• I didn't say it was incorrect, I said it wasn't the only correct interval... Nov 20, 2023 at 19:21

In real analysis, many of the definitions are set around “for any epsilon greater than zero”. This ensures that our definition will hold for any positive number (often this is a notion of distance), this makes our definition more general than saying for any $$1>\epsilon>0$$, for example but most of the time we only need worry about small epsilon, so you could interpret this as epsilon being arbitrarily small. For the purposes of your proof you are using $$b-a > \epsilon > 0$$, since what you are actually showing is every interval is non-empty, so $$b-\epsilon$$ is not an upper bound for any such epsilon.
With respect to your proof, you seem to be making good progress, just remember the definition of supremum is least upper bound, perhaps an easier to understand proof strategy for this question would be to show $$b$$ is an upper bound, then get a contradiction by assuming some arbitrary number smaller than $$b$$ is an upper bound, since this is what is at the heart of your proof.
• I have start real analysis recently so I have not much idea. Btw can you please explain why we usually worry about small values of $ε$? In the same problems take $a=0.1,b=0.2$ and $ε=0.5$ then $b − ε<a$ (false). Why so? And moreover how can we know the limits of our epsilon? Like $0 < ε< b −a$ here and is it necessary to write $0<ε< b −a$ in our proof ? Finally, you are correct this method is easy. Using density of rational numbers i will vet contradiction easily. Nov 19, 2023 at 19:33
• You can think of $\epsilon$ as a bound getting closer and closer to $b$, if at any point the set $\mathbb{Q}\cap (b-\epsilon,b] = \emptyset$, then we would know all of the points in $\mathbb{Q} \cap (a,b)$ are less than $b - \epsilon$, since there are no points greater by definition, which would mean are supremum is less than or equal to $b - \epsilon$. The reason why $\epsilon \geq b-a$ does not matter in this proof is if $\epsilon \geq b-a$, then $[b-\epsilon,b] \supset [a,b] \neq \emptyset$, so it is clear that $\epsilon \geq b-a$ cannot be an upper bound.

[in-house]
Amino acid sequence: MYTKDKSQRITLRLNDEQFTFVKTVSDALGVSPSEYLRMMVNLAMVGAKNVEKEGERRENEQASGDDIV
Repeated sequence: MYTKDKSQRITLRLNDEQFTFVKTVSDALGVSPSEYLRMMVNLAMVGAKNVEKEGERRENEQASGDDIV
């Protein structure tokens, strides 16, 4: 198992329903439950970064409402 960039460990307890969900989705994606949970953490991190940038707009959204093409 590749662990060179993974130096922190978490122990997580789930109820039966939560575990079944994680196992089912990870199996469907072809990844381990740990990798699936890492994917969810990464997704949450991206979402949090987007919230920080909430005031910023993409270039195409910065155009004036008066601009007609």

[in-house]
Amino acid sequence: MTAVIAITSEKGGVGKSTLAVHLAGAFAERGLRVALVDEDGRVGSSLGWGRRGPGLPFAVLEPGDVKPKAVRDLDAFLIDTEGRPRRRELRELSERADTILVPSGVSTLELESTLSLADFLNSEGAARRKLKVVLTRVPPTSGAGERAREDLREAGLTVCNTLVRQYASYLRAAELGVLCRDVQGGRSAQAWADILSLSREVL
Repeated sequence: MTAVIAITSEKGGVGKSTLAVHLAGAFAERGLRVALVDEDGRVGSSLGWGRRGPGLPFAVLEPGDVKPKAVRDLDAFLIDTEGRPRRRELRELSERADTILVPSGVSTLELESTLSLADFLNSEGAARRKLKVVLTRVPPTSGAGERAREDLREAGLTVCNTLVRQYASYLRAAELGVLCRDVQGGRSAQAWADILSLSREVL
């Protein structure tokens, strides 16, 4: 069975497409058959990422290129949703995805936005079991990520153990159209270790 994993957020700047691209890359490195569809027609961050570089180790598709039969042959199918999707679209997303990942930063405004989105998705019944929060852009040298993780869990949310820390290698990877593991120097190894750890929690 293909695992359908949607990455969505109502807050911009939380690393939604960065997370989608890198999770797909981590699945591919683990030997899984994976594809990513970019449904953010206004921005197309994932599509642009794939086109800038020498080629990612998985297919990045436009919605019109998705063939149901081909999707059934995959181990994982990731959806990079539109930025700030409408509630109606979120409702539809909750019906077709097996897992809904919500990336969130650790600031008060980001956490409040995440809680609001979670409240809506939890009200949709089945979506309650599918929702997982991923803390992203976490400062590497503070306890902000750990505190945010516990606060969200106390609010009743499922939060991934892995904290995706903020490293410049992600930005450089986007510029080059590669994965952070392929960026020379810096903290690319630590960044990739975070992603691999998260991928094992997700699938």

• In the direct proof, what you are doing is showing that $b$ is an upper bound, and that all numbers less than $b$, i.e. $b-\epsilon$ for $\epsilon > 0$ are not upper bounds, implying that $b$ is the least upper bound hence supremum. The reason we can ignore $\epsilon \geq b-a$, is that these $b - \epsilon$ are trivially not upper bounds (see my above comment).
• Actually I proved $a<b→∀ε>0(b−a≥ε>0)$ as: suppose $a<b$, and suppose for contradiction $∃ ε>0( ε < b - a)$. Since $a < b$ so take $ε= b -a$ which is contradiction. Your above comment shows $a<b − ε$ and this prove shows $a≤b − ε$. This makes me confuse so much. Which things should be in eye while finding proper interval for $ε$. Nov 20, 2023 at 5:13